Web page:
FULTON COUNTY -- Two Republicans have declared their candidacy for Fulton County sheriff in November: incumbent Richard Giardino and challenger Donald VanDeusen, former Gloversville police chief.
VanDeusen, a town of Johnstown resident and Town Board member, issued a news release Sunday starting his intention to challenge Giardino. VanDeusen highlighted his career in law enforcement, starting as a patrol officer in Gloversville in 1990, his service as police chief from 2012 to 2016 and his current job as school resource officer in the Oppenheim Ephratah St. Johnsville High School.
"I will be campaigning on a foundation that the Office of Sheriff is best filled by an experienced law enforcement officer who has the necessary skill set, through training and experience, to lead a law enforcement agency," VanDeusen stated. "I believe that my level of experience, leadership, and training make me a qualified person for this job."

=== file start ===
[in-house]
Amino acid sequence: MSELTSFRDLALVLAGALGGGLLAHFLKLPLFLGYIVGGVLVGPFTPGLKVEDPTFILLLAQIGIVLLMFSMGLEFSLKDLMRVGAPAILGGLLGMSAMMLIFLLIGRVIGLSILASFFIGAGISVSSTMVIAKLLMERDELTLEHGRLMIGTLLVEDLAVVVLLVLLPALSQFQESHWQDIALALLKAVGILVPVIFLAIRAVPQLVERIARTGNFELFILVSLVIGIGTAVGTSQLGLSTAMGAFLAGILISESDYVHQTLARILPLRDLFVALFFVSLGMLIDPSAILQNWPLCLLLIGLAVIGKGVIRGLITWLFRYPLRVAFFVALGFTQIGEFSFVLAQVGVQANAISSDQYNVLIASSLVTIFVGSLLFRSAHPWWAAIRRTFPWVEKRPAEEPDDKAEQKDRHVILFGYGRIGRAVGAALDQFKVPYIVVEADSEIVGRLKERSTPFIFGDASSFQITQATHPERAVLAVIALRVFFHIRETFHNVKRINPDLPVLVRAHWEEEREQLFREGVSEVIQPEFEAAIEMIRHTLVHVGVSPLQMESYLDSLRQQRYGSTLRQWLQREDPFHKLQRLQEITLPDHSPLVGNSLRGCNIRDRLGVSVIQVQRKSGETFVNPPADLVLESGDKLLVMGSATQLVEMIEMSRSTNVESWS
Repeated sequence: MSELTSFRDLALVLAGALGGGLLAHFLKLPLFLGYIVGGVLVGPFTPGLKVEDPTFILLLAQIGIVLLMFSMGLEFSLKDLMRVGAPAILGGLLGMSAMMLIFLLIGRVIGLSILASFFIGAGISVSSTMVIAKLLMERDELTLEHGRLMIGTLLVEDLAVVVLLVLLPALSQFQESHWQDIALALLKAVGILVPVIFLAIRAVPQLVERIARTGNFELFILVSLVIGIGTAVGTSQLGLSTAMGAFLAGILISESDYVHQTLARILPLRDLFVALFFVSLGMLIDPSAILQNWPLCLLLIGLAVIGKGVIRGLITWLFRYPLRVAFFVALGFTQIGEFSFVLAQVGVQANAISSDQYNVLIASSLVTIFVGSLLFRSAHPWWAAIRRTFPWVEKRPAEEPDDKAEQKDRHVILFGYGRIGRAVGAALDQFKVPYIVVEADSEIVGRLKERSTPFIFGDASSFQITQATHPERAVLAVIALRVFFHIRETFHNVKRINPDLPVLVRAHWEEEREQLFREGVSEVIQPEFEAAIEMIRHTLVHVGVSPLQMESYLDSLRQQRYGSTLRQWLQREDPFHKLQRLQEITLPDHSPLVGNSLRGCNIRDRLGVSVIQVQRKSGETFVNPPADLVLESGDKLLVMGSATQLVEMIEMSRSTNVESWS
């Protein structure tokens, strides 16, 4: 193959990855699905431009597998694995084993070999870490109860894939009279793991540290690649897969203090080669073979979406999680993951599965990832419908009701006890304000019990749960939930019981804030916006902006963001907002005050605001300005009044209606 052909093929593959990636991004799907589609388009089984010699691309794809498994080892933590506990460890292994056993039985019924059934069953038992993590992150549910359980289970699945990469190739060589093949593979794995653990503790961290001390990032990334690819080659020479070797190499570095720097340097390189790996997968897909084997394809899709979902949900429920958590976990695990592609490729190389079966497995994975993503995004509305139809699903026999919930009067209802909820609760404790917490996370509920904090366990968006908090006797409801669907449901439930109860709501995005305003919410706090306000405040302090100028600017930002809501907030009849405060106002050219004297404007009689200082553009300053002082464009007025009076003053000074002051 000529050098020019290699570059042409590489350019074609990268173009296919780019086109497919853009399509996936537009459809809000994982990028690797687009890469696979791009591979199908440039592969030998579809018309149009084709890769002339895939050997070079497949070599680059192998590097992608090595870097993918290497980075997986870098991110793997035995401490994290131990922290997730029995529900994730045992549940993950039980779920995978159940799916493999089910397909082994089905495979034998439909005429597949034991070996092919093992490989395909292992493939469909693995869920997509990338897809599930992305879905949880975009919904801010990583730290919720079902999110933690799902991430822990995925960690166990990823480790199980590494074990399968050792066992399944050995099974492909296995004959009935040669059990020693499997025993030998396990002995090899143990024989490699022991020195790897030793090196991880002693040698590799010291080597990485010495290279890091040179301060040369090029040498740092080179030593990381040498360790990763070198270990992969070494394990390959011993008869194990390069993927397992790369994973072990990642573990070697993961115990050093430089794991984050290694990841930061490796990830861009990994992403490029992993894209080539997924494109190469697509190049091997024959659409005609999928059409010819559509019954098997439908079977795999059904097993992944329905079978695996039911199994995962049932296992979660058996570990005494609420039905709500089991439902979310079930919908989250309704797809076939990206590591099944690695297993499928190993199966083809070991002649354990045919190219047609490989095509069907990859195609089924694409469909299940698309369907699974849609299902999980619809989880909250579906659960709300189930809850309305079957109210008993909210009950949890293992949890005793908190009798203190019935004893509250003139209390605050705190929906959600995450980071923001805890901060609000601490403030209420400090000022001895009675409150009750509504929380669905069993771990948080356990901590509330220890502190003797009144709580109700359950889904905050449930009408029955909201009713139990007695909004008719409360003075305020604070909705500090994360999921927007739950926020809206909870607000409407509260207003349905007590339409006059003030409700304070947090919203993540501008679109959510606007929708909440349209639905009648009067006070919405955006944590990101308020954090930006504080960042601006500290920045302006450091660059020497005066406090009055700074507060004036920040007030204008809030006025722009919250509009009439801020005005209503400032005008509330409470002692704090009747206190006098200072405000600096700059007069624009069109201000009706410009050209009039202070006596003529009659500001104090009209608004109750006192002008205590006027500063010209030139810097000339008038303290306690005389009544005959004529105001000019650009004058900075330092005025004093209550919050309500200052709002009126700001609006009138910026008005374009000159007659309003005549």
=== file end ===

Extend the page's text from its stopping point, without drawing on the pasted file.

Giardino on Monday issued a release stating his intention to run for re-election. Giardino said he will have a formal press conference to kick off his campaign soon.
"As sheriff, my primary responsibility is the day-to day-operations of the Fulton County Sheriff's Office. I will continue to focus on public safety matters to ensure the best service we can provide to members of the community," Giardino said. "At the same time, my leadership team will continue to focus on training, equipment upgrades and support for the members of all the divisions. We have restored both the navigation patrol and the snowmobile patrol thanks to public support and with the approval of the Board of Supervisors."